The first 3D graphics cards appeared 25 years ago and since then their power and complexity have grown at a scale greater than any other microchip found in a PC. Back then, these processors packed around 1 million transistors, were smaller than 100 mm2 in size, and consumed just a handful of watts of electrical power.
Fast forward today, and a typical graphics card might have 14 billion transistors, in a die 500 mm2 in size, and consume over 200 W of power. The capabilities of these behemoths will be immeasurably greater than their ancient predecessors, but have they got any better at being efficient with all this tiny switches and energy?
A Tale of Two Numbers
In this article, we’ll take a look at how well GPU designers have utilized the increase in die size and power consumption to give us ever more processing power. Before we dive in, you first might to brush up on the components of a graphics card or take a walk through the history of the modern graphics processor. With this information, you’ll have a great foundation with which to follow this feature.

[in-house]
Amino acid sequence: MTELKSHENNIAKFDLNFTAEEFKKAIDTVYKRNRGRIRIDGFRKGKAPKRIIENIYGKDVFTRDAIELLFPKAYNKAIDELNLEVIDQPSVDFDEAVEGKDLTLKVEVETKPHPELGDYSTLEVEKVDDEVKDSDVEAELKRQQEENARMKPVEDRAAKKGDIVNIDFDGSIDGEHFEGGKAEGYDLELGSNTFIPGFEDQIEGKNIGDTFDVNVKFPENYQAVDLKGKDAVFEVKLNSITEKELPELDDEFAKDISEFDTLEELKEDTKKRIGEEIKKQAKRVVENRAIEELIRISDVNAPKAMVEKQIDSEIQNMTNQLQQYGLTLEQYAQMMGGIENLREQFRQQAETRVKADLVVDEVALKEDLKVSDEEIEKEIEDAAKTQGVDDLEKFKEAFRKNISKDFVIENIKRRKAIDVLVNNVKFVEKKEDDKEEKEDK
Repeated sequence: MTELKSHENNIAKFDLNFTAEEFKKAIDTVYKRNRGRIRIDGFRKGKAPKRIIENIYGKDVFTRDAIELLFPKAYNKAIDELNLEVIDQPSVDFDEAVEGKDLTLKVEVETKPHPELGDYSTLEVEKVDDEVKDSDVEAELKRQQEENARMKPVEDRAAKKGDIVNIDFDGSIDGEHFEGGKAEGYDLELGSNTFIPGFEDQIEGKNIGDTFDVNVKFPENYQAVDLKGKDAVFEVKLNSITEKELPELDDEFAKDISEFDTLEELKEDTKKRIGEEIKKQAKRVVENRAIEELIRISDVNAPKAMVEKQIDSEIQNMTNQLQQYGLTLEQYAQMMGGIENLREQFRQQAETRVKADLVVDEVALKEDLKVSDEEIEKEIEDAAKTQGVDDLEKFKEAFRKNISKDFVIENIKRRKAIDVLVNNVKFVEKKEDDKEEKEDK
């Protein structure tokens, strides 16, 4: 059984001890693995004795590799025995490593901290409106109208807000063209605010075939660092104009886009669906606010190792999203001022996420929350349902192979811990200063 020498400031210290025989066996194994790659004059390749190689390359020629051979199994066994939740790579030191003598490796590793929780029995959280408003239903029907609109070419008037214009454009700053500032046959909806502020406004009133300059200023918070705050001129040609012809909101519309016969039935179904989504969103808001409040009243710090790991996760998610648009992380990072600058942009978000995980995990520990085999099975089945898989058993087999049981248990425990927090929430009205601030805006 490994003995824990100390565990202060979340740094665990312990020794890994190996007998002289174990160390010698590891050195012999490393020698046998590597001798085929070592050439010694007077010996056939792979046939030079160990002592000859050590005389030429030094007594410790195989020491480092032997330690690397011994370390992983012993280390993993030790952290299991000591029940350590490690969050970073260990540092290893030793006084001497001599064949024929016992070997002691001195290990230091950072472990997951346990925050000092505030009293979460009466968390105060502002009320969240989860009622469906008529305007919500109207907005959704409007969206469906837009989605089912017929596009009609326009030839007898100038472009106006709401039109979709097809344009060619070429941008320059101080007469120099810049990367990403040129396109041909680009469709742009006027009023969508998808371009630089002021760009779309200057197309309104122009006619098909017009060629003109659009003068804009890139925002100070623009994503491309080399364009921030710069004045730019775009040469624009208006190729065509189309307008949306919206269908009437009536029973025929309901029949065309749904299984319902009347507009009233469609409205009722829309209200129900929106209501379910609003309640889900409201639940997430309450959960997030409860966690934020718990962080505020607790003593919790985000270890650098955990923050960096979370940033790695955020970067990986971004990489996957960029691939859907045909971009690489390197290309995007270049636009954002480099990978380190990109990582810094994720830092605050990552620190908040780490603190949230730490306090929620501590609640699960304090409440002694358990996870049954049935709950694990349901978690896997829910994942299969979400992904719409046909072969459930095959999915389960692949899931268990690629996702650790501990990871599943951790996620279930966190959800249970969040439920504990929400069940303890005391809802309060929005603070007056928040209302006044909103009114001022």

To understand how the efficiency of a GPU design has changed, if at all, over the years, we’ve used TechPowerUp’s excellent database, taking a sample of processors from the last 14 years. We’ve picked this timeframe because it marks the start of when GPUs had a unified shader structure.
Rather than having separate circuits within the chip for handling triangles and pixels, unified shaders are arithmetic logic units that are designed to process all the math required to do any calculation involved in 3D graphics. This allows us to use a relative performance measurement, consistently across the different GPUs: floating point operations per second (FLOPS, for short).
Hardware vendors are often keen to state FLOPS figures as a measure of the peak processing capability of the GPU and while it’s absolutely not the only aspect behind…